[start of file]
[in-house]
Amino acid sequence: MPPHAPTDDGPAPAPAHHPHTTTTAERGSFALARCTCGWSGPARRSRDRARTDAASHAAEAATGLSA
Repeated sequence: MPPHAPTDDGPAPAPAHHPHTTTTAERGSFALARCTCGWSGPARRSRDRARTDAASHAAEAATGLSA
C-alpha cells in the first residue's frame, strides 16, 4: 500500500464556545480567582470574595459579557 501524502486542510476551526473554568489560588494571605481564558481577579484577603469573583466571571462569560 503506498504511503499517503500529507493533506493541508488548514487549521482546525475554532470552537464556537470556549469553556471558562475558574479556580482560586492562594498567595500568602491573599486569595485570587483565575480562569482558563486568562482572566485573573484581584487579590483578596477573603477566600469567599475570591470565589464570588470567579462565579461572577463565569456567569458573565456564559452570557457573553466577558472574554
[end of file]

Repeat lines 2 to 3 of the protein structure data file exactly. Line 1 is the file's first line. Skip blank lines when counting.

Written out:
Amino acid sequence: MPPHAPTDDGPAPAPAHHPHTTTTAERGSFALARCTCGWSGPARRSRDRARTDAASHAAEAATGLSA
Repeated sequence: MPPHAPTDDGPAPAPAHHPHTTTTAERGSFALARCTCGWSGPARRSRDRARTDAASHAAEAATGLSA